Why be active in WSNA? WSNA at Tacoma General is a grassroots union led by members. The nurses negotiate our own contracts and we are empowered to be leaders, serve on committees and participate in labor-management problem solving.

We would not have a contract if we did not have a union. Our union contract empowers us to act on important issues like safe staffing, ending mandatory overtime, addressing safety issues and receiving appropriate training.

What’s at stake is our patients’ quality of care, as well as our pay and our working conditions. Our patients will never say to us, “Nurse, I need you to be an active member of your union so that I get the care I deserve.” But it is the strength of our union that affects our patients’ care and their future.

If you are not yet a member, join today at wsna.org/membership.

Upcoming union meeting

WSNA officers at Tacoma General are scheduling monthly meetings so they can regularly hear from the nurses as to what’s happening and keep the nurses up to date. Our next meeting is Thursday, Jan. 17. There are three time options to fit your schedule: 4-5 p.m., 6-7 p.m. and 7:30-8:30 p.m. Meeting location to be determined and will be announced when we have secured a location.

Rest break lawsuit update

It’s been nearly three years since Arbitrator Douglas Hammond ordered Tacoma General to stop using the break buddy system to provide rest breaks and to begin using break relief nurses. For the past three years, MultiCare has defied that order – which both TG and WSNA had agreed in advance would be final and binding – and instead launched a costly, lengthy and futile court battle.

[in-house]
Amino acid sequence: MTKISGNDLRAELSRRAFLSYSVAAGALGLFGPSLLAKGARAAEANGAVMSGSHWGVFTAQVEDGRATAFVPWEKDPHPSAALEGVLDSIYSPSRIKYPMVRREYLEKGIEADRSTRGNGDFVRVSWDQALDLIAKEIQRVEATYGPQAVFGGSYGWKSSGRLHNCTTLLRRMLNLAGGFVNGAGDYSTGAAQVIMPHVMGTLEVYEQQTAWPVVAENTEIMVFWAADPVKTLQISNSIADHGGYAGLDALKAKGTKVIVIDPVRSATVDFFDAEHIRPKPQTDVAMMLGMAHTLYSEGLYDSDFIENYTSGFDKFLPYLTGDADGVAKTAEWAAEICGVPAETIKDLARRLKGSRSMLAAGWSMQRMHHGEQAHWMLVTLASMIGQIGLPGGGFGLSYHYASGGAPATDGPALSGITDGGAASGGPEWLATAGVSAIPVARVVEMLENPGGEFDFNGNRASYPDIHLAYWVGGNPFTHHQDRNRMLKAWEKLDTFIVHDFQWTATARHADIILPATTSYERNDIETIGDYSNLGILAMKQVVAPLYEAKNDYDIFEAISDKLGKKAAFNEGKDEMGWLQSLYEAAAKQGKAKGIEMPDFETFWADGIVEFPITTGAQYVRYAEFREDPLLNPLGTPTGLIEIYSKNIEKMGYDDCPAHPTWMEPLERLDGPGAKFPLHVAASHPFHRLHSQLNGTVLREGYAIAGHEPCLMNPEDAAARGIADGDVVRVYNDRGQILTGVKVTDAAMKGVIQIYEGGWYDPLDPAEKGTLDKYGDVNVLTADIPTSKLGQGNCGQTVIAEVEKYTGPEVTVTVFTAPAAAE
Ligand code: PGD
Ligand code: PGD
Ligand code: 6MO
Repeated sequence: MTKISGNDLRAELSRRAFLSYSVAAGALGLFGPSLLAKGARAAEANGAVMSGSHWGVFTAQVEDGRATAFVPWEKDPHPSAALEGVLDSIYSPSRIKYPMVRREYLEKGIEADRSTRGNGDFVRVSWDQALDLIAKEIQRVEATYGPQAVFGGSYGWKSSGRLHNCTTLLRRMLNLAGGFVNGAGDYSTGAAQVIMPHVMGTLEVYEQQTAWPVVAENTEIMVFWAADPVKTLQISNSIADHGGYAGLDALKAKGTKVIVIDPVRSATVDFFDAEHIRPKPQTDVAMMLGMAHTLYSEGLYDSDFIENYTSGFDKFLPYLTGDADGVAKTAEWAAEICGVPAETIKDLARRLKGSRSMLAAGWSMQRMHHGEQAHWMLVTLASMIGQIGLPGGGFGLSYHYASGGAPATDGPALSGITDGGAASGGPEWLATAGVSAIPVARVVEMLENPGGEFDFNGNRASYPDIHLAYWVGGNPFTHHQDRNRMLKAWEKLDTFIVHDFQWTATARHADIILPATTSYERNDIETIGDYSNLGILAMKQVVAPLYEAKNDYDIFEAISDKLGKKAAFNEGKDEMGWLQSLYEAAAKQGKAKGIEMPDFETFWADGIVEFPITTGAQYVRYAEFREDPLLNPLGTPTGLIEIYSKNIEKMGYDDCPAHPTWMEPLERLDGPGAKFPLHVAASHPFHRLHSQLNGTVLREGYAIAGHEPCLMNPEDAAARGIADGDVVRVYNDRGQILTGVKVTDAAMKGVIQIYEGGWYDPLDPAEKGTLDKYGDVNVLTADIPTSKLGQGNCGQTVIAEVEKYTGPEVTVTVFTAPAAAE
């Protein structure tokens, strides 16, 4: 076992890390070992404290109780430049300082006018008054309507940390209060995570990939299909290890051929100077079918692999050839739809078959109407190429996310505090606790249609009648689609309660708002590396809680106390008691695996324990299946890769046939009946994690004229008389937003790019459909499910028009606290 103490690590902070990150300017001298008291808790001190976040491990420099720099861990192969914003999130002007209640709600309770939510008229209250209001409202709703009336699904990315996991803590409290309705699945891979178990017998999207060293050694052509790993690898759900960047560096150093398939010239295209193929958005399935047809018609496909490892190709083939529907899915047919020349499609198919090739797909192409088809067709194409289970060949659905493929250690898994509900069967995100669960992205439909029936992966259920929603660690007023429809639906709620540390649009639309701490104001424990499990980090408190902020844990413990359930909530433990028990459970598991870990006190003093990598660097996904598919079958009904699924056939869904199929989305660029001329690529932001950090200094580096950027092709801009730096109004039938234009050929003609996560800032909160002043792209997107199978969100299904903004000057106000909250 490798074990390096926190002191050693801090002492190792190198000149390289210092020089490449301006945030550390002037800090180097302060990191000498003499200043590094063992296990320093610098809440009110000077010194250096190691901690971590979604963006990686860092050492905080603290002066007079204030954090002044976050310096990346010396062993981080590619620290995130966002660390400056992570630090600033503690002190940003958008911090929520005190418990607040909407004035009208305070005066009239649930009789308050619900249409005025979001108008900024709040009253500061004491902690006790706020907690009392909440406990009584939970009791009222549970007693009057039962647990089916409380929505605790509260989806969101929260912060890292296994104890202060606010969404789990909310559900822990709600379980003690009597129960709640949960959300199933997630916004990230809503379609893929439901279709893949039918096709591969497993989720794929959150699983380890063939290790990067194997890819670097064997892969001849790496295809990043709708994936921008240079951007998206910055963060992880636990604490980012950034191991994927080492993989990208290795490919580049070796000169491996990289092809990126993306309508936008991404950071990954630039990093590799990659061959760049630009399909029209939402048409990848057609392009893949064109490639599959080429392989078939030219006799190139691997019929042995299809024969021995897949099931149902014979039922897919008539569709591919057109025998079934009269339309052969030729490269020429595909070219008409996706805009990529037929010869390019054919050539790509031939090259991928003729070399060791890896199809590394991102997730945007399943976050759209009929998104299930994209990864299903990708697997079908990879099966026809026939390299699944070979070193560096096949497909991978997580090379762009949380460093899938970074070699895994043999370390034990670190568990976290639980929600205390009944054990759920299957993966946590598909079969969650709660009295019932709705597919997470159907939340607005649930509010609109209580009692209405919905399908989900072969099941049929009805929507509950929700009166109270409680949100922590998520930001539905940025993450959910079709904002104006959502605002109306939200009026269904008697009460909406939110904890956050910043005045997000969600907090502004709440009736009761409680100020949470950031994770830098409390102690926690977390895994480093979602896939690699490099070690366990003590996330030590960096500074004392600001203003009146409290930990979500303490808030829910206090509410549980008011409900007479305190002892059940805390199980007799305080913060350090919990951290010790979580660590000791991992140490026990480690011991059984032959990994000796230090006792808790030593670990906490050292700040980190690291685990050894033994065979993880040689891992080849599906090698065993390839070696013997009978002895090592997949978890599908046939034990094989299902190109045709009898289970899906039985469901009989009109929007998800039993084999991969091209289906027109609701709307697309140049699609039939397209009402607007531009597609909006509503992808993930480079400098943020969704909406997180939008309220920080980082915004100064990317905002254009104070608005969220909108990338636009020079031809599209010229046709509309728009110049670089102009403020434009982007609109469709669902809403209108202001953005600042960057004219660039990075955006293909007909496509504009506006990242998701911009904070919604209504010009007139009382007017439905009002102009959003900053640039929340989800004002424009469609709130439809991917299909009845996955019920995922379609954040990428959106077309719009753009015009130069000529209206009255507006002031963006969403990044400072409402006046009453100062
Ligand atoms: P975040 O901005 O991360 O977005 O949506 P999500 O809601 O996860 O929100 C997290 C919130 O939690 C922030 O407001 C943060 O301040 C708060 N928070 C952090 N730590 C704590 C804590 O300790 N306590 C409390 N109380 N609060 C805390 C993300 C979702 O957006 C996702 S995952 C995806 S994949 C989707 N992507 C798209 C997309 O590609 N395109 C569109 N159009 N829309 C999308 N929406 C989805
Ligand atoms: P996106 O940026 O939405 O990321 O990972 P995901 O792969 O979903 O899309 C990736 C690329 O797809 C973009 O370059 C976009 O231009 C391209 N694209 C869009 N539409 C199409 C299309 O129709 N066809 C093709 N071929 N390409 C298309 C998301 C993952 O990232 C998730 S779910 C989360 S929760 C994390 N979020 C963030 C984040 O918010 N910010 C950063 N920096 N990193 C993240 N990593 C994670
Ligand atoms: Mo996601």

In July, the federal Ninth Circuit Court of Appeals rejected MultiCare’s attempt to invalidate the arbitrator’s decision. Last month, the federal district court issued an order confirming and enforcing the arbitrator’s decision.

WSNA sent Bill Robertson a letter demanding that MultiCare immediately comply with the arbitrator’s decision by ceasing the use of the break buddy system to provide rest breaks. The arbitrator’s award requires TG not to violate the established nurse staffing ratios in providing break relief to registered nurses, and to staff, schedule and assign break relief nurses to provide rest breaks throughout the hospital. To date, TG has not complied. If MultiCare continues to defy the court’s order, it risks contempt of court.

WSNA is moving forward with a grievance challenging TG’s refusal to comply with the arbitrator’s order, seeking back pay for nurses who have not gotten rest breaks as required by the arbitrator and attorneys’ fees and costs incurred in the litigation.

What’s happening in your unit? Have you been getting your rest breaks regularly? Are break relief nurses assigned to your unit?

Please let me know to make sure TG is in compliance. Contact WSNA Nurse Representative Sydne James at sjames@wsna.org or at 206-575-7979, ext. 3004.

Contract spotlight on floating

By Liz Leske